Sky control their territories just as fiercely as Apple. You can’t get an American app on the UK app store for example and like wise with sky. [pullquote_right]No Sky Go app for Android. Is this by design or something more??[/pullquote_right]UK football is the express copyright of sky. You can’t show sky sports or anything with the sky branding without agreement. It’s not beyond the realms that Apple might sound poised for a pounce on football but for one small detail. Microsoft Xbox 360. Sky are streaming content direct to the 360 console and you can bet your bottom dollar football ranks up their highly next to darts of course.
Where does this leave Apple?
Movie studios have accepted to move with the times accepting the online fashion of renting and watching programs and as Amazon look for bigger market penetration with the kindly fire, a new war looks on the horizon, the war for complete exclusivity. Hook people in with unique content, move onto “see the next episode now on iTunes” and build dependance on the Apple TV for those who don’t want to wait.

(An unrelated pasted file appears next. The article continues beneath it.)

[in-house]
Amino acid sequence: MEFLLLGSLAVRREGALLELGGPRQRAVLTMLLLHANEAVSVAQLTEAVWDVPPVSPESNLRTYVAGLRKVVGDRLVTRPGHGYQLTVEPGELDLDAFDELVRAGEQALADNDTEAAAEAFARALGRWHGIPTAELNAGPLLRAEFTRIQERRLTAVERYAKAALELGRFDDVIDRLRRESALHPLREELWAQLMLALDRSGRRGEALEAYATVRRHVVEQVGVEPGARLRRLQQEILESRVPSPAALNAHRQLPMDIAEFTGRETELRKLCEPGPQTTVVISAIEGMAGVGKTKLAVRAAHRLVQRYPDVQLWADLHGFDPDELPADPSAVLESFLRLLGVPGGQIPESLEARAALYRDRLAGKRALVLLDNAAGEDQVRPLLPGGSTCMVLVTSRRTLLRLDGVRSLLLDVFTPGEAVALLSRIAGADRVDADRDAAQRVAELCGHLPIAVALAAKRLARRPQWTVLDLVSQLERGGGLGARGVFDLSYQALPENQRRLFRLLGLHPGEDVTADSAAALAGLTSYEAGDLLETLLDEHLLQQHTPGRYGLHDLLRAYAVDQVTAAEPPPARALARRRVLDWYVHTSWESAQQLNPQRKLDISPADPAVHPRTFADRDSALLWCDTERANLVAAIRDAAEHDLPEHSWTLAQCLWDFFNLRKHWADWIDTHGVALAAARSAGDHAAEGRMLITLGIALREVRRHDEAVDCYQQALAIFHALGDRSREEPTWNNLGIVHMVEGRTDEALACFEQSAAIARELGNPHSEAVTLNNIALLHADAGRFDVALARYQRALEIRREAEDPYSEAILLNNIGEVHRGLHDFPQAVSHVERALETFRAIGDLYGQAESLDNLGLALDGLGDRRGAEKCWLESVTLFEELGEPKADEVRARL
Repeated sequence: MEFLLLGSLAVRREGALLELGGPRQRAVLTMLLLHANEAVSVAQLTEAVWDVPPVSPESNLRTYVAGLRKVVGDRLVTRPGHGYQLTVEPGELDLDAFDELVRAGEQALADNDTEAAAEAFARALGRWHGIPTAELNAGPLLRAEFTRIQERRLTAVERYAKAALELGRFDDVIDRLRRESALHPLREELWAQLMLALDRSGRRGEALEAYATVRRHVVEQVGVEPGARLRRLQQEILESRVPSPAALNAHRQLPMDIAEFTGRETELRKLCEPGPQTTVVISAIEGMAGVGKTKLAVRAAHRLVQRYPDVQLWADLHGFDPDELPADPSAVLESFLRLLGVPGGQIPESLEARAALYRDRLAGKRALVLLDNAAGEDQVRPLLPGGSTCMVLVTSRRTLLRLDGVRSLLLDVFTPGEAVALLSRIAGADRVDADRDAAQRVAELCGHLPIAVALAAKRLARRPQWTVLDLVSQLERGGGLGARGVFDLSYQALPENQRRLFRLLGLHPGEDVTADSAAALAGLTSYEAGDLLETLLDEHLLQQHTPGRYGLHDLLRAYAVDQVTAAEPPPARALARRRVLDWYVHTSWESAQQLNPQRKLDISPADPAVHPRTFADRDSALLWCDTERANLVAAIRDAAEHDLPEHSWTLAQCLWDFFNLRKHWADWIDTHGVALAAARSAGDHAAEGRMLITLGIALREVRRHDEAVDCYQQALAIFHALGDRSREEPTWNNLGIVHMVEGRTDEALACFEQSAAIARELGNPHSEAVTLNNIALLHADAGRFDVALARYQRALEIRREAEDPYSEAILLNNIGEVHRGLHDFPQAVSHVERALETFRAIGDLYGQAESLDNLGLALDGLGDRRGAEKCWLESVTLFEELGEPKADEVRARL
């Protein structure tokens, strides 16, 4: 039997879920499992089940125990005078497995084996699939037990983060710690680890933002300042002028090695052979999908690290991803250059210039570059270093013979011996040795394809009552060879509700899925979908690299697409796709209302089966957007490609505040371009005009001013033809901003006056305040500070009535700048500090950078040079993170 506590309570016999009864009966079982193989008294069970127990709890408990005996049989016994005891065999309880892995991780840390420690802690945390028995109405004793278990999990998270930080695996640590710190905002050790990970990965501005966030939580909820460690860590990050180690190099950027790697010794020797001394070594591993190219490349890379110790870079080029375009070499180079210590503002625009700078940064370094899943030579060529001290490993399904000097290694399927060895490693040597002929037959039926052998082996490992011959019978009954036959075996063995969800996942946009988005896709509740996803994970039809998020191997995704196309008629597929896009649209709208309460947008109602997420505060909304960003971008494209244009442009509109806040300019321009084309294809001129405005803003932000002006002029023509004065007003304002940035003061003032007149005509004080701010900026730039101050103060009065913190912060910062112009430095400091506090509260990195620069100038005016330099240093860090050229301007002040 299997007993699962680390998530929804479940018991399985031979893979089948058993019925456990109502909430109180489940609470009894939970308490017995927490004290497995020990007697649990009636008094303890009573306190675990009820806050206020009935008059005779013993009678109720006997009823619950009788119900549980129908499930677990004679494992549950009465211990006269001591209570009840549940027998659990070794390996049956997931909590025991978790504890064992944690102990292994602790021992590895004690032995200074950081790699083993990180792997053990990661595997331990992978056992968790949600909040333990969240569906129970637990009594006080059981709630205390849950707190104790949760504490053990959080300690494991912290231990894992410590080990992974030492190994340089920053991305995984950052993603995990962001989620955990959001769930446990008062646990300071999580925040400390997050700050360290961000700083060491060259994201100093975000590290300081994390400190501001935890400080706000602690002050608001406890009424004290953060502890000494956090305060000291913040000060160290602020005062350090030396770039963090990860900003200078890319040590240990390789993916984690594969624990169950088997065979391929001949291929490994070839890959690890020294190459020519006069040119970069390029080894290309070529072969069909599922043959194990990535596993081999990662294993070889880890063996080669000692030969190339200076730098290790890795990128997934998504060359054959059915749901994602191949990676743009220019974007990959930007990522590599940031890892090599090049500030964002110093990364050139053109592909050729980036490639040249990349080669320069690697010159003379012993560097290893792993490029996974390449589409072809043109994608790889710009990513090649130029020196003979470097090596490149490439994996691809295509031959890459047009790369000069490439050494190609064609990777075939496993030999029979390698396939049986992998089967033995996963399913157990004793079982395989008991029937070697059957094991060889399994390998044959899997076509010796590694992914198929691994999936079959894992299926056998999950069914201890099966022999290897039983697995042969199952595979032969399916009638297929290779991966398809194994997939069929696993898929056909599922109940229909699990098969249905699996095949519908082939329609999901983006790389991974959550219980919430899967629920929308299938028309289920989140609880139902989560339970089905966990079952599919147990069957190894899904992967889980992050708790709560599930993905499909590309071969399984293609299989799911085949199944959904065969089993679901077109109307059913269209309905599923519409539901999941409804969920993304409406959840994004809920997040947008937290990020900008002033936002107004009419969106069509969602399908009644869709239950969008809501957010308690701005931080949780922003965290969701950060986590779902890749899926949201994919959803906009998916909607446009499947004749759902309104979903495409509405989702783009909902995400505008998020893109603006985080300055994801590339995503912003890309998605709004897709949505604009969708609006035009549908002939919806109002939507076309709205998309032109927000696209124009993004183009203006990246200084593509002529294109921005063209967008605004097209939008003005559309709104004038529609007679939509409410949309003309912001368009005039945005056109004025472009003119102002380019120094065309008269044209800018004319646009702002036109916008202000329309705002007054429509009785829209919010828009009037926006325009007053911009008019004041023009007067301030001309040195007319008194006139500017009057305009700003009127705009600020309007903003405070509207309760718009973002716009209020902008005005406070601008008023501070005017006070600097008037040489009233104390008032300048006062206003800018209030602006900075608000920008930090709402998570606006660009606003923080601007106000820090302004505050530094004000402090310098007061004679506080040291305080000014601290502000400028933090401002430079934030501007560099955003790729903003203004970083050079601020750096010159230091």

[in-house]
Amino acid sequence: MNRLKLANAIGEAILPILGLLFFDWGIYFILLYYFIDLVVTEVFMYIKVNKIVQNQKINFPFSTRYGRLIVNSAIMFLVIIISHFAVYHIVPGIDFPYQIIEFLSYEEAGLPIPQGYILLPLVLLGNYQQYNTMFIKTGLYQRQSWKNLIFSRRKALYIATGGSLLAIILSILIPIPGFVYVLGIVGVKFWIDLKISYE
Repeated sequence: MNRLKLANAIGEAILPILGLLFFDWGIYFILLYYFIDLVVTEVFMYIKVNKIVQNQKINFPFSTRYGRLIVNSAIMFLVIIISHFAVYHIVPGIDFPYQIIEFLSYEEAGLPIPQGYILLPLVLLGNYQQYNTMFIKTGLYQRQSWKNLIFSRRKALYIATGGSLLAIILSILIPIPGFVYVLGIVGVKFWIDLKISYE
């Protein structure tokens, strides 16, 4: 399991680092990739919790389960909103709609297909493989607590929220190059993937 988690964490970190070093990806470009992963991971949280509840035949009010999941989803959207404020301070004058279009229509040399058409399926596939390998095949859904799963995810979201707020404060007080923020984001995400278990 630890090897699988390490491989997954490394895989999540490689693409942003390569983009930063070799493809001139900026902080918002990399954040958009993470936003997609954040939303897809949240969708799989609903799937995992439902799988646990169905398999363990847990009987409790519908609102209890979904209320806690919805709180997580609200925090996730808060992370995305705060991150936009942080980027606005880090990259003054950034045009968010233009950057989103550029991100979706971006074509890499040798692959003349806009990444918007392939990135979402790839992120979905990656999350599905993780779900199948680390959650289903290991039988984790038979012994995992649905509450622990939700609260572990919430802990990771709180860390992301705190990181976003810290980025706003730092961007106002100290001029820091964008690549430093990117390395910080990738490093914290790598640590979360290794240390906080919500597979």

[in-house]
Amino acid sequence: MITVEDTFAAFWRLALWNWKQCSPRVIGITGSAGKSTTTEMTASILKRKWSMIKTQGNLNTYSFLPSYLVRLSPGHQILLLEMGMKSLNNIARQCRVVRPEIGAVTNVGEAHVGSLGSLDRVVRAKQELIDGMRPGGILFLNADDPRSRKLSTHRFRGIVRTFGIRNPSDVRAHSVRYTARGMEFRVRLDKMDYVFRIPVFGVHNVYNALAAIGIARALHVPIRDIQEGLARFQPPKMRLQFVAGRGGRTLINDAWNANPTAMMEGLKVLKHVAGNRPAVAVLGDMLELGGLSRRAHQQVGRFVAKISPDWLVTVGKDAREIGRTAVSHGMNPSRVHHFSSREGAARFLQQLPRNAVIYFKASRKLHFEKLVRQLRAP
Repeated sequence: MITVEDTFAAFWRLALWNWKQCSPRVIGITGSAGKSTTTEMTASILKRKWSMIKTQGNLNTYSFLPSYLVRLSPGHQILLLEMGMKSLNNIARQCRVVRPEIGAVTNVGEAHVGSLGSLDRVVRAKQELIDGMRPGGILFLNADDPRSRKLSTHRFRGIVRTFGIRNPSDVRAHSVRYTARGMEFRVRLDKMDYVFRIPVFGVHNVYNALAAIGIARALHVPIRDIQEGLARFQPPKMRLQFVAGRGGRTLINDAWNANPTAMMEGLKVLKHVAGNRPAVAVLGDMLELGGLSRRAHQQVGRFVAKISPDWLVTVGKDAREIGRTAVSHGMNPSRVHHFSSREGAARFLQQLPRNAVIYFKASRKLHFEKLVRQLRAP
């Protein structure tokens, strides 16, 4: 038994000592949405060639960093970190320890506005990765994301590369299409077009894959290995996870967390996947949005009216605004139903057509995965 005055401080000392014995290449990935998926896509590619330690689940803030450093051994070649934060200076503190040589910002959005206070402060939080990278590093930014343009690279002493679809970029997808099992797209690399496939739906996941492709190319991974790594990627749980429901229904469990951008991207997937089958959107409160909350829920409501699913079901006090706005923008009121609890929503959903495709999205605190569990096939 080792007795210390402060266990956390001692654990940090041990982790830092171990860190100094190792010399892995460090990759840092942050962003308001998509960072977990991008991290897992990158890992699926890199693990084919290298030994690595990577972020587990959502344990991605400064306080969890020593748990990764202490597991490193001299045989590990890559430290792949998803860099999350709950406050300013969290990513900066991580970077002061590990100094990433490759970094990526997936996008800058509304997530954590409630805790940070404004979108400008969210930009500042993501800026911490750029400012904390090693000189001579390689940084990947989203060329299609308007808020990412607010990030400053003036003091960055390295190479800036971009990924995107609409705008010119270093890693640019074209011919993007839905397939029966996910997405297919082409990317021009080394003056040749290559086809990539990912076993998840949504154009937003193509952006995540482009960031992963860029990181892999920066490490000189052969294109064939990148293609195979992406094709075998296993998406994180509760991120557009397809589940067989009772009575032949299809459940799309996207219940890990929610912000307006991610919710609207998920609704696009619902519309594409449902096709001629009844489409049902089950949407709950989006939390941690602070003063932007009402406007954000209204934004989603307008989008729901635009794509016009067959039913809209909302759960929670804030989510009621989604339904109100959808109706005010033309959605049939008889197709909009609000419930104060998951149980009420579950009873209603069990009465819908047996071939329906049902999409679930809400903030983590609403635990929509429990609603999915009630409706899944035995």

Onto the iPad 3.
[pullquote_left]I just purchased an iPad 2 which means that the iPad 3 will be out soon.[/pullquote_left]I’m going to claim sole responsibility for the iPad 3 coming out soon as, like with all tech that I buy, I just purchased an iPad 2 which means that the iPad 3 will be out soon. If it has the grunt to power siri and sit in place of it;s predecessor then I’m sold. Telula, my iPad 2, sits there as a faithful assistant to do my beckoning at my will. Yet like an assistant it’s a touch embarrassing and comes with a stigma of being seen out in public. Am I just being “down with my employee” on a night out or showing a bit of respect when I’m out with her? Sure in work we enjoy a fantastic relationship and her adoption of Siri would only add to that, yet outside the confines of the office world things can get a little tense.